Authored by Kyle Petersen
The facts are familiar:
- An employee who is classified as exempt files suit claiming misclassification and seeking overtime pay.
- Understandably, the employer does not have time records for the employee because he was treated as exempt and paid on a salary basis.
- Employee fills the void by testifying that he worked 60 hours every single week based on approximations and estimates of his daily routines.
All too often, such generalized testimony about weekly hours worked is enough for a plaintiff to survive summary judgment and be given a ticket to plead his case to a jury of his peers. Last week, however, the 8th Circuit said not so fast and affirmed the district court’s decision granting summary judgment to an employer because the plaintiff’s across-the-board approximation of his hours worked was insufficient to state a claim under the FLSA.
In Holaway v. Stratasys, Inc., Holaway worked as a field service engineer for Stratasys and was classified as exempt from the FLSA’s overtime requirements. Holaway installed and serviced 3D printers manufactured and distributed by Stratasys. As an FSE, he traveled from his home directly to client sites when called upon. When not on assignment, he was on-duty at home awaiting assignment. After his termination, Holaway sued Stratasys claiming that he was misclassified and owed overtime for all those weeks during which he worked more than 40 hours.
As is often the case with employees classified as exempt, Stratasys did not have time records for Holaway. In those cases, courts generally employ a “relaxed standard of proof” for employees to demonstrate the uncompensated hours that they worked so as not to penalize them for their employer’s failure to keep time records. Under this standard, an employee need only provide admissible evidence sufficient to create a just and reasonable inference that he worked the claimed hours without compensation. If the employee meets that low burden, the employer has the opportunity to refute the reasonableness of the inferences with admissible evidence.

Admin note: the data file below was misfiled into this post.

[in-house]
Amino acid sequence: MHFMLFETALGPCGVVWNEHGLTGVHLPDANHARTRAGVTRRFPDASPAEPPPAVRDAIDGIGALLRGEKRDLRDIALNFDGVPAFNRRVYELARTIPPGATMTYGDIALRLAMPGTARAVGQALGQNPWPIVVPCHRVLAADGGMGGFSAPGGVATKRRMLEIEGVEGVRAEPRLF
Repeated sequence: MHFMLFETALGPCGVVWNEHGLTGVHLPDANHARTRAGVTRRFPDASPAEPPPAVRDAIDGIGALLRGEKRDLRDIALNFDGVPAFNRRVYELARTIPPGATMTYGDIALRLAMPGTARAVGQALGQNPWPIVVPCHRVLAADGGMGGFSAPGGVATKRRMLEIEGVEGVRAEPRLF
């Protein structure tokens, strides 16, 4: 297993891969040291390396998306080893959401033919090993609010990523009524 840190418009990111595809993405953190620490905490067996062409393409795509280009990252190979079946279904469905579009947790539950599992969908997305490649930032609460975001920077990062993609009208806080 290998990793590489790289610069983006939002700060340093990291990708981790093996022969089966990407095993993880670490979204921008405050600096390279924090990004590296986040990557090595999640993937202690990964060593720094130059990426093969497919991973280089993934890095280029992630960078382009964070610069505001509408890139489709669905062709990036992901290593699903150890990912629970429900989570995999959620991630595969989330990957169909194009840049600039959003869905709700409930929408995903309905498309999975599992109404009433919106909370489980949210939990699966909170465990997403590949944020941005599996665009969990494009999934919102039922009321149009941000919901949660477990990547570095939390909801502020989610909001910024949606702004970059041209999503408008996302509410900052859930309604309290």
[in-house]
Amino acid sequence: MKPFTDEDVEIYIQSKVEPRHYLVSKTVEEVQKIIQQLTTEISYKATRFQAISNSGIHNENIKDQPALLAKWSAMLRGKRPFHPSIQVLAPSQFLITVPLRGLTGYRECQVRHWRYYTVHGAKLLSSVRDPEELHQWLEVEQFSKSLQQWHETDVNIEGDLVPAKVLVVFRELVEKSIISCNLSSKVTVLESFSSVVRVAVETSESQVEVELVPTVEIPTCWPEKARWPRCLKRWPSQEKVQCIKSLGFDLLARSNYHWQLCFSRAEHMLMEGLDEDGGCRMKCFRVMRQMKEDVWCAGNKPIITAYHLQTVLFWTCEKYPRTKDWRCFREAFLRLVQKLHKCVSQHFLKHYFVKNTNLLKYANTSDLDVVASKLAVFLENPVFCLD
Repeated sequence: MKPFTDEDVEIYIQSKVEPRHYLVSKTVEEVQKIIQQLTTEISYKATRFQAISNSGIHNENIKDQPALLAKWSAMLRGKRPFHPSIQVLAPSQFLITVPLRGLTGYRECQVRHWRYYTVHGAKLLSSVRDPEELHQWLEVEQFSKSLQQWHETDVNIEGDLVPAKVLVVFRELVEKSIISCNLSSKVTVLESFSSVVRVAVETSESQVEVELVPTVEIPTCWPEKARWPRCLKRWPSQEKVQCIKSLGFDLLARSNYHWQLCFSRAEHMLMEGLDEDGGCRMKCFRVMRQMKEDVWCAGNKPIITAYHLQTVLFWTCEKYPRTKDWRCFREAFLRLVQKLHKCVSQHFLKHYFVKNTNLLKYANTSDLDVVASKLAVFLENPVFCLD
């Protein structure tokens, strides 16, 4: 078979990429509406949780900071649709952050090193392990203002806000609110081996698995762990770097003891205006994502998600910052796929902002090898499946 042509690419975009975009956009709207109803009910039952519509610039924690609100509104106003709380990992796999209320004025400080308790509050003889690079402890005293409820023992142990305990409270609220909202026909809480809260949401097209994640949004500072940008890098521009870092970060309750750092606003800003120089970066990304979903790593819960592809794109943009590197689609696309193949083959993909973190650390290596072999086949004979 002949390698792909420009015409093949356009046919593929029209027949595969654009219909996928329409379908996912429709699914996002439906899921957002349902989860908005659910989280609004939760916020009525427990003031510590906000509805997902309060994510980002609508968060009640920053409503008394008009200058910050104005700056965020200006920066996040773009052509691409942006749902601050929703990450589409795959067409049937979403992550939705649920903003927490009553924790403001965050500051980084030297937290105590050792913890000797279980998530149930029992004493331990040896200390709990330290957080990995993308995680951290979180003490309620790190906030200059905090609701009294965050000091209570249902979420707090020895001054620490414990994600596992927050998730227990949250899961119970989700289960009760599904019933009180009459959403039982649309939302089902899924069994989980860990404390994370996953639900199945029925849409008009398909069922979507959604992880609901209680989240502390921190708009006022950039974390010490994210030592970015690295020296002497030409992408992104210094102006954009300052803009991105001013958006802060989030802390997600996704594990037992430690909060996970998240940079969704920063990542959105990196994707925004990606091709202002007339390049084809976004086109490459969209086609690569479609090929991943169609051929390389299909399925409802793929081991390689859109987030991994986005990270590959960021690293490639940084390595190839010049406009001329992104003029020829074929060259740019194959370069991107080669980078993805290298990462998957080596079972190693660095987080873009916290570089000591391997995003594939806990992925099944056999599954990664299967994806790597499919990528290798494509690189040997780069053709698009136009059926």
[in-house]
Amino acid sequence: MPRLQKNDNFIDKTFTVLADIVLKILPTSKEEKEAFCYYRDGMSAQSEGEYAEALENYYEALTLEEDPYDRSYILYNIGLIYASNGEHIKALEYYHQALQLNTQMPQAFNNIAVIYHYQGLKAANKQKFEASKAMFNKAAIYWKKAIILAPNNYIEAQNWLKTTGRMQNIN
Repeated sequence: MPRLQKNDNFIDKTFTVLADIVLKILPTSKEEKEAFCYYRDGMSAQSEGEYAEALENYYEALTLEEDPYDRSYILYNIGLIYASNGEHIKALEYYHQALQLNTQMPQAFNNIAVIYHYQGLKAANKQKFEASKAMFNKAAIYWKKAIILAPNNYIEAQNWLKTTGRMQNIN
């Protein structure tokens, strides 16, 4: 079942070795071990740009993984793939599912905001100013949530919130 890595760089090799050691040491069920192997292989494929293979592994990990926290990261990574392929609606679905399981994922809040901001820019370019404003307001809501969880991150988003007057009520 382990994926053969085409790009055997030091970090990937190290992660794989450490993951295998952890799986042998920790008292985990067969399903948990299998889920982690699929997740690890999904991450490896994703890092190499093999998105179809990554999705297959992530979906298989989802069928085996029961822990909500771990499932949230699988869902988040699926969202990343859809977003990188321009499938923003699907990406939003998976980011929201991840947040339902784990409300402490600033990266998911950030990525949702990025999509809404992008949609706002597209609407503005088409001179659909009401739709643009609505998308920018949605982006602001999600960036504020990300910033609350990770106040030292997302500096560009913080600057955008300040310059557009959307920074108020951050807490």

Although Holaway admitted during his deposition that his schedule varied from week to week based on client demands, he concluded that he worked approximately 60 hours each and every week of his employment. His estimations made no provision for sick time, vacation time, paid holidays, or other documented time off during his employment. Ultimately, Holaway was unable to point to any specific week where he worked more than forty hours. Stratasys moved for summary judgment. The district court punted on the question of whether Holaway was exempt or non-exempt but granted Stratasys’s motion, holding that Holaway had failed to put forth evidence sufficient to show that he worked more than 40 hours in any given week. On Holaway’s appeal, the 8th Circuit affirmed the lower court’s ruling, holding that Holaway’s vague, conclusory, and contradictory testimony about his weekly hours worked failed to meet even the relaxed evidentiary standard afforded to him in the absence of company-maintained time records.
The 8th Circuit’s Holaway decision is a victory for employers facing all-too common misclassification claims in which plaintiffs support their overtime claims with nothing more than unsubstantiated testimony estimating the number of hours they generally worked. With this decision in hand, employers have new ammunition to hold plaintiffs’ feet to the fire when it comes to proving the amount and extent of their alleged overtime work.